February 4, 2011

Feminist-friendly YA fiction

Filed under: recommended reading — Tags: , — Rhiannon Lassiter @ 2:00 pm

The furore I posted about yesterday has inspired me to do a new recommendations list of feminist-friendly YA novels.

But, before I launch into it, what qualifies something in my mind to appear on this list. Here are the factors I am currently working on:

  1. Equal billing, equality of opportunity: women and girls should be presented as equal to men and boys. Ideally there should be as many female characters as male and in similarly ranked professions e.g. fiction with three male doctors and three female nurses would not count
  2. Passes Bechdel test: girls must talk together about something other than boys
  3. Avoids stereotyping: boys are allowed to like pink and dislike sport, girls are allowed to enjoy sport and aren’t inevitably interested in fashion.

Okay so those three are givens. I think there are probably lots of other potential criteria too though – elements that aren’t required but would increase the feminist-friendly nature of the work. For example:

  • Characters discover/learn/engage with feminist issues e.g. equal pay, reproductive freedom, harmfulness of the beauty industry etc
  • Matriarchal fantasy society or similar female empowerment, unless presented as vile dystopia

Does anyone have ideas to add to these?

An example recommendation, on these terms, with an explanation, might read:

Howl’s Moving Castle by Diana Wynne Jones
In the fairytale kingdom of Ingary, oldest sister Sophie expects to fail first and worst at everything she tries. But when a wicked witch’s curse turns her life upside down she sets off to seek her fortune. Strong and intelligent female characters strew the pages of this book from Sophie and her sisters to the Witch of the Waste herself. Some readers might cavil at the romance plot which suggests the love of a good woman redeems a shiftless man but this is expressed with emotional realism and doesn’t fall back on an easy ‘happy ever after’ ending.

February 3, 2011

Censorship or responsiveness?

Bitch magazine posted a list of “100 Young Adult Books for the Feminist Reader”. The original list included Tender Morsels by Margo Lanagan, Sisters Red by Jackson Pearce and Living Dead Girl by Elizabeth Scott. After receiving critique that Tender Morsels validates (by failing to critique or discuss) rape as an act of vengeance, Sister’s Red has a victim-blaming scene and Living Dead Girl is triggering, the editors decided to remove/replace the books commenting: “We still feel that these books have merit and would not hesitate to recommend them in certain instances, but we don’t feel comfortable keeping them on this particular list.”

John Scalzi posted about this on his blog and reported that:

a number of high profile, award-winning and/or bestselling YA authors, including Scott Westerfeld, Justine Larbalestier, Maureen Johnson and Ellen Kages hit the roof and show up in the comments to demand their own books be removed from the list as well.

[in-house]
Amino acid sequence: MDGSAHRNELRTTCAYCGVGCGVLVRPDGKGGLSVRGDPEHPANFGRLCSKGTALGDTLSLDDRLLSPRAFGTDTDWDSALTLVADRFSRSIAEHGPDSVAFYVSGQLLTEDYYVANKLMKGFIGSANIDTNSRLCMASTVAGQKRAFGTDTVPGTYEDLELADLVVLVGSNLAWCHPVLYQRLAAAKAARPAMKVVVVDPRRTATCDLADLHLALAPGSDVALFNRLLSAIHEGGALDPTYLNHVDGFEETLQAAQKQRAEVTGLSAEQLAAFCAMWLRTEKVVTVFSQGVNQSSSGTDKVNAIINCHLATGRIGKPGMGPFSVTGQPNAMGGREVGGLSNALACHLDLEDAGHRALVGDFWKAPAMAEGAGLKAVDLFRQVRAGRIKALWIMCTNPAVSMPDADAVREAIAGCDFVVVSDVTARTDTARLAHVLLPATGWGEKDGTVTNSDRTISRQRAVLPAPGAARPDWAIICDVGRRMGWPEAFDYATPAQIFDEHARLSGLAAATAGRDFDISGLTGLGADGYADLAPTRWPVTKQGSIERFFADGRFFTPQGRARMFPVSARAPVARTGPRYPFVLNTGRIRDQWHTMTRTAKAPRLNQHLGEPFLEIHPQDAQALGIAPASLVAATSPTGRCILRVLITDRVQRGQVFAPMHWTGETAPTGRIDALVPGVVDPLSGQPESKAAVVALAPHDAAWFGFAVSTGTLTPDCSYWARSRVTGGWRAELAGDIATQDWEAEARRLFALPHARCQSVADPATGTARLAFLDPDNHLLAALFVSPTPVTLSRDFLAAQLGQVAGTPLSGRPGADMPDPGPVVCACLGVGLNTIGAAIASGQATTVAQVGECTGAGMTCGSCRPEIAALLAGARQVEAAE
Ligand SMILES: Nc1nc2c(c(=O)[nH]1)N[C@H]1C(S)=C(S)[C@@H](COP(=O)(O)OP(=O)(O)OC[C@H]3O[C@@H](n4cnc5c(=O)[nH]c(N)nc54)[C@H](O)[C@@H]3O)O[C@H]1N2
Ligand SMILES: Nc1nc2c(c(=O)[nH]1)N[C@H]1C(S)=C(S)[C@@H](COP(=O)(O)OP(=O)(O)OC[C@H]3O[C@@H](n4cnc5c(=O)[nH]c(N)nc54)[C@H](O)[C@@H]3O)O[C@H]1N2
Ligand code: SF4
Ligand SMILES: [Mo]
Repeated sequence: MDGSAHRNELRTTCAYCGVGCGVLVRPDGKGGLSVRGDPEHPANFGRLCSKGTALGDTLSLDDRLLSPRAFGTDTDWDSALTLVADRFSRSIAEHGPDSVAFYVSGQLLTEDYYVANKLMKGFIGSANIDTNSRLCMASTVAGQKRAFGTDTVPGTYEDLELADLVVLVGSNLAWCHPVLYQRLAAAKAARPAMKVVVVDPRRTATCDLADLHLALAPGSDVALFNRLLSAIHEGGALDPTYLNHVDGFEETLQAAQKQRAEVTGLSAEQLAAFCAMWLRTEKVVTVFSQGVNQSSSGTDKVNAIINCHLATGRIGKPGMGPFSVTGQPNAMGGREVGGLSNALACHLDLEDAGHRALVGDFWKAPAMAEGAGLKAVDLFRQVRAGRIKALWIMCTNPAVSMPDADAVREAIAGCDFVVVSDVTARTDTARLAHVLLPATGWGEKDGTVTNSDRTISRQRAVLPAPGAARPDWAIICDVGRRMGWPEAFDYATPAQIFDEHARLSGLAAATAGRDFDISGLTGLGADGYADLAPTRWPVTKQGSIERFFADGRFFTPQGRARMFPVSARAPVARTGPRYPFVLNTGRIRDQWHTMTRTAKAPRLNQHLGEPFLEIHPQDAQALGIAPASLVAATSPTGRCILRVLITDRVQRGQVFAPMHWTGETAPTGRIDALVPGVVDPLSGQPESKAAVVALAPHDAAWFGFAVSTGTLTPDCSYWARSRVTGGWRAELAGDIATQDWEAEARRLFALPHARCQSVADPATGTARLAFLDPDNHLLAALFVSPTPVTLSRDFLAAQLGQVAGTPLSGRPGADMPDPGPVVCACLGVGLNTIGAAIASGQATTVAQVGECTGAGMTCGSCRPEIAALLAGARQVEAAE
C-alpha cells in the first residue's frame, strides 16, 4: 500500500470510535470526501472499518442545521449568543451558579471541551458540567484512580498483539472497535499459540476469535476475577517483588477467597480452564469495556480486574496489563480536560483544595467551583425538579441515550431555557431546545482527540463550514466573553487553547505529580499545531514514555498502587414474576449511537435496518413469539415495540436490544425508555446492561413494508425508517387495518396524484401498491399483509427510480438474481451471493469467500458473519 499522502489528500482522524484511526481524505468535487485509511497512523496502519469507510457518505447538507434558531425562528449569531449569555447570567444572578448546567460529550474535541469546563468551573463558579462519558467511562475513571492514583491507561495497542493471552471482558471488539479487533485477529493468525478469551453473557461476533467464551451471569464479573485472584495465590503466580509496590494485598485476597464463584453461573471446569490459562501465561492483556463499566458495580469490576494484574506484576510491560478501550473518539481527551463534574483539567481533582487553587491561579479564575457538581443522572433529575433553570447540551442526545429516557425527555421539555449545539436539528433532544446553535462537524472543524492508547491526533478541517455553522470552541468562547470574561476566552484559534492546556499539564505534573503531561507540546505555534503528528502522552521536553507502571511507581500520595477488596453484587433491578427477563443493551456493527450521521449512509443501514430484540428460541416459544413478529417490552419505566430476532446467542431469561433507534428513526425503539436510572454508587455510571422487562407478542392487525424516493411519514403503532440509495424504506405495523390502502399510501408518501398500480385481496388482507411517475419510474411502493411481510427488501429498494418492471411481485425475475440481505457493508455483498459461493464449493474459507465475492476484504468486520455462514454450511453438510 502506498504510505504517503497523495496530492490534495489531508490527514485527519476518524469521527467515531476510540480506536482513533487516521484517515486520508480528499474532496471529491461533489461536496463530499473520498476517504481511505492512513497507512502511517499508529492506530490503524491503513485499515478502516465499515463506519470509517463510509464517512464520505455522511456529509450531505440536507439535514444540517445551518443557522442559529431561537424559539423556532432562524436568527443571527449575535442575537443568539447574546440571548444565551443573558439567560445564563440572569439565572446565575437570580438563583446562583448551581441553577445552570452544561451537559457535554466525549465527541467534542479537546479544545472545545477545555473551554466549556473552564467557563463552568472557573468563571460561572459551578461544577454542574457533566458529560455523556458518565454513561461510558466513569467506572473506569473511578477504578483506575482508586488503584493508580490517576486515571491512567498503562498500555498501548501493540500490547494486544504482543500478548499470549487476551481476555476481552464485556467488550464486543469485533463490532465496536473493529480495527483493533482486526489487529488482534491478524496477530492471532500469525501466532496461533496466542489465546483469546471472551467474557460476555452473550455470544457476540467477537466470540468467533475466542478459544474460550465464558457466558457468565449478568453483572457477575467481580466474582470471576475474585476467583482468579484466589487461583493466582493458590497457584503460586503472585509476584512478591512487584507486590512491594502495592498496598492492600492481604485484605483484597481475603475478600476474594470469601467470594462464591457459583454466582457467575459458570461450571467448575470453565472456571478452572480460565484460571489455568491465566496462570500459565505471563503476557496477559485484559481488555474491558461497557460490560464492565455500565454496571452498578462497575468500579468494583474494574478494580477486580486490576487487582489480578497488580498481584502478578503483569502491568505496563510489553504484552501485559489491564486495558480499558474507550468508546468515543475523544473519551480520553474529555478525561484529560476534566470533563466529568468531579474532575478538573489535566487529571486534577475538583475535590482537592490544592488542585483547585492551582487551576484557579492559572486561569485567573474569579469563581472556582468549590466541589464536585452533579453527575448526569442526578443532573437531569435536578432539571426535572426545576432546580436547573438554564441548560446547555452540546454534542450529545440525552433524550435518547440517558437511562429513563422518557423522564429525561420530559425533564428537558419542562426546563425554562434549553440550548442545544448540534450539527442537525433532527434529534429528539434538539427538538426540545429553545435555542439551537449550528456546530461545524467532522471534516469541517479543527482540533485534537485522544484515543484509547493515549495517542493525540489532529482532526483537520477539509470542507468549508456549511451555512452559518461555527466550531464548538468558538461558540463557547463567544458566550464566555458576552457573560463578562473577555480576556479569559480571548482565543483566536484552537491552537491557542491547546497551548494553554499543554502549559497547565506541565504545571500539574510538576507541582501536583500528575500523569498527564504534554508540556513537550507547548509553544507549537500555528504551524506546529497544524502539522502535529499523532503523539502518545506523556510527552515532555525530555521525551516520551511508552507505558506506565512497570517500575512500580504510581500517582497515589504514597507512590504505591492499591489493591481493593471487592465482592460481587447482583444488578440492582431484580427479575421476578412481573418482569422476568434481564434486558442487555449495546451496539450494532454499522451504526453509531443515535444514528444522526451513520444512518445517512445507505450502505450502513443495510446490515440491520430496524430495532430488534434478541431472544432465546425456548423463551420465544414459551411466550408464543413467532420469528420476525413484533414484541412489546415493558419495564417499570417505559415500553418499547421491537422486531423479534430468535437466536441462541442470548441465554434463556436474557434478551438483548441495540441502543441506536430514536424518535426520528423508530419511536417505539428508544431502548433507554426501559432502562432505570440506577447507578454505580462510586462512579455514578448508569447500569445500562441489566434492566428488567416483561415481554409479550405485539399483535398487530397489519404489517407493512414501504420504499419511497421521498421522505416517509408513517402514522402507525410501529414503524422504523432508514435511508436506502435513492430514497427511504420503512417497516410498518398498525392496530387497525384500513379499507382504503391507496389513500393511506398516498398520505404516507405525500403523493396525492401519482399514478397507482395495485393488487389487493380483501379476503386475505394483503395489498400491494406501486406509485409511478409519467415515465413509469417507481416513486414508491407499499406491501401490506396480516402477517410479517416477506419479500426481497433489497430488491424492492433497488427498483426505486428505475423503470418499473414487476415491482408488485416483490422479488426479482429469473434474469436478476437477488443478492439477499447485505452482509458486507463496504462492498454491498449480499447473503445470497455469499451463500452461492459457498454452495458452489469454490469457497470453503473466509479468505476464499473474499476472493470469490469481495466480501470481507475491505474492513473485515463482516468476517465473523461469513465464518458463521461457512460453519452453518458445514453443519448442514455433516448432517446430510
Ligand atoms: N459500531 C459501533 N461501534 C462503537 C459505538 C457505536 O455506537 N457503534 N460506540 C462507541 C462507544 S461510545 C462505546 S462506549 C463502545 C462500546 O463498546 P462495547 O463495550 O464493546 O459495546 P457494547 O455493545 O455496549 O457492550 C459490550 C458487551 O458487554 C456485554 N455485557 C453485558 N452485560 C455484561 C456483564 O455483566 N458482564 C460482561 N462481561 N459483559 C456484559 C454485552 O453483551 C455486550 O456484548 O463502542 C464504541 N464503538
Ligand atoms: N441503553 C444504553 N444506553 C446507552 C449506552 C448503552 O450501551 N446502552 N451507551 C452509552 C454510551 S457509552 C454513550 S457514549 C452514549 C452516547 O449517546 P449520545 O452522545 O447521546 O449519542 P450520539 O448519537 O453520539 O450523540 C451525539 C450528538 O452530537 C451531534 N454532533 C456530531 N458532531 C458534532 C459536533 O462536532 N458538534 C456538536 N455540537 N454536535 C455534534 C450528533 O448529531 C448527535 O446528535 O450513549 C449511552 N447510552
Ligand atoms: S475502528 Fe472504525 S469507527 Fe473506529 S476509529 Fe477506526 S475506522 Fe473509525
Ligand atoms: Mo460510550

But I’m not so sure that this deserves to be called censorship. I find myself feeling differently about this than I did about a teenage literary festival disinviting guest of honour Ellen Hopkins after one librarian challenged the suitability of her work. Is Bitch really wrong to ensure that their list of YA books is feminist-friendly? If a book had made it on to the list but had the conclusion that a feisty female character should stop being such a tomboy and wear high heels, they’d surely be right to remove it. Obviously in an ideal world they’d have researched, read and discussed all the titles before putting them on the list but even a book might be challenged by a reader who noticed something the editors didn’t.

I haven’t read any of the contentious titles so I don’t know if the criticism is validated. (I turn out to have read only 17/100 so I need to get to the local library and check out all the books I’ve missed.) I am a little uncomfortable with one person making a complaint and then the list being changed. Although, in the case of Sister’s Red the commenter did link to another blog post with 98 comments at the BookSmugglers blog on the potential problems with the book.

Part of being an active feminist or feminist ally means listening when someone tells you that text or imagery is problematic, that the message you are sending is not the one you intended to send, that you need to think harder, think deeper about certain ideas and concepts.

Does Scott Westerfield’s status as a published YA author of a book on the list or his opinion that Tender Morsels is a good book constitute more valid grounds for inclusion than the complainants’ grounds for exclusion?

What do you think, readers? Bitch made a mistake, I think we can all agree on that. But what was their mistake? Including the books in the first place? Taking them off the list again?

Is this censorship or response to criticism? (Interestingly one commenter liked the list but thought it was inappropriate to show to a teenage girl because it includes the word ‘bitch’, the name of the magazine. Now that *is* censorship and the magazine rightly refused to remove their own name from the list. I can usually tell what is and what isn’t censorship.)

Let me know your thoughts. And also how many of the books on the list you’ve read – or if you’ve read the three contentious titles.

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